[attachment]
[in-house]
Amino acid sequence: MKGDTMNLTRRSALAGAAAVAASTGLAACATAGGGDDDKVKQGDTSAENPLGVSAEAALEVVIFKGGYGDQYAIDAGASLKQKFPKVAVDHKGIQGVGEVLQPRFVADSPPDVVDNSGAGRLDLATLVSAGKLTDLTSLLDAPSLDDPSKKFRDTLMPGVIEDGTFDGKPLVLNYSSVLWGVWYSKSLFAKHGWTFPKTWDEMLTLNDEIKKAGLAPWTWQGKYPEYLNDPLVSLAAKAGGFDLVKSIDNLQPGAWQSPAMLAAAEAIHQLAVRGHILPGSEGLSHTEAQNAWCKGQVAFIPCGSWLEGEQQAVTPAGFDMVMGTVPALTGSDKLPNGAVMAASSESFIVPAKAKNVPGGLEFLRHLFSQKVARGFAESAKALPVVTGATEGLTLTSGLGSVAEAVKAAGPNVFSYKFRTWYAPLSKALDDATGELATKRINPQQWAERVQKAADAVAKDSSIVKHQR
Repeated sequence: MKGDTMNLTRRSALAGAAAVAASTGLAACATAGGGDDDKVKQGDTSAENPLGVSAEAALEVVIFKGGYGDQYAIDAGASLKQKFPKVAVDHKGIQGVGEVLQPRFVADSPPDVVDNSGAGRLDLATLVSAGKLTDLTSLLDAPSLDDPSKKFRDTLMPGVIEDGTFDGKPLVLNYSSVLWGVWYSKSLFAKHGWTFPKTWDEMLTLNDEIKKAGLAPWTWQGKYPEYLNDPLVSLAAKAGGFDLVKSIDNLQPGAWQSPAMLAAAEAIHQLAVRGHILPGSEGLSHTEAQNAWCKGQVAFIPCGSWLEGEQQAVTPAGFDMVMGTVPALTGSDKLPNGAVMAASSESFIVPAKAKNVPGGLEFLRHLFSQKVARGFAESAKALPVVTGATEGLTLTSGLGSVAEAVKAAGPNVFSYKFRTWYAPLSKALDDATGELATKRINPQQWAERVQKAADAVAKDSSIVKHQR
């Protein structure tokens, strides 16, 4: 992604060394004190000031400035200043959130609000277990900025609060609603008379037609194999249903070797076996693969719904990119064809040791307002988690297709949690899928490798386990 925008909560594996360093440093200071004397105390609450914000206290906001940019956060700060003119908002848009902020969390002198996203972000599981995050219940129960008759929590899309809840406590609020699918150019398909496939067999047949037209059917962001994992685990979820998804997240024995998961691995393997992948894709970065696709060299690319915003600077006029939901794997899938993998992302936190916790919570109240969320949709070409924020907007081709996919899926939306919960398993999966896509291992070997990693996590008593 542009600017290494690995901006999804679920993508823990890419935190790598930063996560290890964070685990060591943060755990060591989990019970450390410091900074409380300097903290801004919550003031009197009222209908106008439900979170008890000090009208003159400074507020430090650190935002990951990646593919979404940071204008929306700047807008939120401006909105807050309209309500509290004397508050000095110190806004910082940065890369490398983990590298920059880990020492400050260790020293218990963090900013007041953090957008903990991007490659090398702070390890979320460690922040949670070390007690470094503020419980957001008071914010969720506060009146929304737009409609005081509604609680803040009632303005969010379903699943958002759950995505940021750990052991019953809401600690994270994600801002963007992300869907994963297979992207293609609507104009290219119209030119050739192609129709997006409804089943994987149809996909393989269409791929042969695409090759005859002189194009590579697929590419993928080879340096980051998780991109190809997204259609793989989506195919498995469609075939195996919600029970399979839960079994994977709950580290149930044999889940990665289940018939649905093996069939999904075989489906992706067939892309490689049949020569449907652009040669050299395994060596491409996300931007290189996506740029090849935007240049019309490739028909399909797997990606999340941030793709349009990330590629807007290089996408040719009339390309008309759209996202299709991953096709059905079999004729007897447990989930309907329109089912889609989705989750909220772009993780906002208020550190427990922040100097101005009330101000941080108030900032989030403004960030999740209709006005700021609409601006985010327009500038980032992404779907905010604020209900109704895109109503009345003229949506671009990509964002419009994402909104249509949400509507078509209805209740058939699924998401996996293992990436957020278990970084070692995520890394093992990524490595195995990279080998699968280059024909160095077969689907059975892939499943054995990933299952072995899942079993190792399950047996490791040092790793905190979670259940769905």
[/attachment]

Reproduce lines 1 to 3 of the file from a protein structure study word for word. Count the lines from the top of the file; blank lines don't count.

[in-house]
Amino acid sequence: MKGDTMNLTRRSALAGAAAVAASTGLAACATAGGGDDDKVKQGDTSAENPLGVSAEAALEVVIFKGGYGDQYAIDAGASLKQKFPKVAVDHKGIQGVGEVLQPRFVADSPPDVVDNSGAGRLDLATLVSAGKLTDLTSLLDAPSLDDPSKKFRDTLMPGVIEDGTFDGKPLVLNYSSVLWGVWYSKSLFAKHGWTFPKTWDEMLTLNDEIKKAGLAPWTWQGKYPEYLNDPLVSLAAKAGGFDLVKSIDNLQPGAWQSPAMLAAAEAIHQLAVRGHILPGSEGLSHTEAQNAWCKGQVAFIPCGSWLEGEQQAVTPAGFDMVMGTVPALTGSDKLPNGAVMAASSESFIVPAKAKNVPGGLEFLRHLFSQKVARGFAESAKALPVVTGATEGLTLTSGLGSVAEAVKAAGPNVFSYKFRTWYAPLSKALDDATGELATKRINPQQWAERVQKAADAVAKDSSIVKHQR
Repeated sequence: MKGDTMNLTRRSALAGAAAVAASTGLAACATAGGGDDDKVKQGDTSAENPLGVSAEAALEVVIFKGGYGDQYAIDAGASLKQKFPKVAVDHKGIQGVGEVLQPRFVADSPPDVVDNSGAGRLDLATLVSAGKLTDLTSLLDAPSLDDPSKKFRDTLMPGVIEDGTFDGKPLVLNYSSVLWGVWYSKSLFAKHGWTFPKTWDEMLTLNDEIKKAGLAPWTWQGKYPEYLNDPLVSLAAKAGGFDLVKSIDNLQPGAWQSPAMLAAAEAIHQLAVRGHILPGSEGLSHTEAQNAWCKGQVAFIPCGSWLEGEQQAVTPAGFDMVMGTVPALTGSDKLPNGAVMAASSESFIVPAKAKNVPGGLEFLRHLFSQKVARGFAESAKALPVVTGATEGLTLTSGLGSVAEAVKAAGPNVFSYKFRTWYAPLSKALDDATGELATKRINPQQWAERVQKAADAVAKDSSIVKHQR